E5 noted that the views visually reflected changes in the data and conveyed important information to the users. Regarding the visual presentation of the RIN in the system, E8 stated that the density of the links allowed users to visually explore the economic connections between different regions and industries. For example, he discovered a relatively strong economic link between the technology service industry in Shanghai and the financial service industry in Xinjiang Uygur Autonomous Region. This potential association is often overlooked in the daily analyses of experts. We appreciate the experts’ high appreciation of our work and their expectations for the future. We also expressed our commitment to continue enhancing this work and applying it to a broader range of financial tasks in the future.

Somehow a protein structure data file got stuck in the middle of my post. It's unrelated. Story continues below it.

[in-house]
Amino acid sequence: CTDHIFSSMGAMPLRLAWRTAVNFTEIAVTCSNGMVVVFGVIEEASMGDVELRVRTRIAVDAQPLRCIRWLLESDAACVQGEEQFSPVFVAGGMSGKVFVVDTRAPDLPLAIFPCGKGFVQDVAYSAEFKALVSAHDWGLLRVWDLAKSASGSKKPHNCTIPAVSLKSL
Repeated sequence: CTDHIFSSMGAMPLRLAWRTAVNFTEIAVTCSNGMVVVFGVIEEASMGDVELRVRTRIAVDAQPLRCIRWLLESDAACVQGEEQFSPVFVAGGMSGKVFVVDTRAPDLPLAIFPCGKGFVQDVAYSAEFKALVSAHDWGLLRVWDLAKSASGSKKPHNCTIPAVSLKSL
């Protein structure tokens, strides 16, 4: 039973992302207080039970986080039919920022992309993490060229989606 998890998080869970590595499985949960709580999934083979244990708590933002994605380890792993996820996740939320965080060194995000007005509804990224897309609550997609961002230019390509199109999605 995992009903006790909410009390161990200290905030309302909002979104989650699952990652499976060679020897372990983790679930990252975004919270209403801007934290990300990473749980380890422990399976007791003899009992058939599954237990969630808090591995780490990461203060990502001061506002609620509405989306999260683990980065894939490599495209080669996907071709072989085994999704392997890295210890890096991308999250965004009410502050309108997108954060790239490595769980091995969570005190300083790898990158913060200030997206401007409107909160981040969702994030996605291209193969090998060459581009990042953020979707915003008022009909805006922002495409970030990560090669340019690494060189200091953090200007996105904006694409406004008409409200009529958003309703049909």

E8 stated that the designed metaphorical symbol is not only beautiful and understandable, but also integrates diverse information in a hierarchical structure so that “without complex interactions, I can visually understand how a region’s industries are related to other regions or industries on one map at the same time.” Regarding the system’s interaction, all experts believed that the range of interactions provided in the system was easy to operate and human-machine friendly. In addition, E9 pointed out the blurring of the magnification of the metaphorical symbols on the map and the overlapping problem. After explaining the technical limitations used and showing the number of regional industries without adequate filtering, they understood the difficulty of balancing the accuracy of the information with the visual impact. We will continue to improve our system in the future based on the valuable feedback provided by the experts.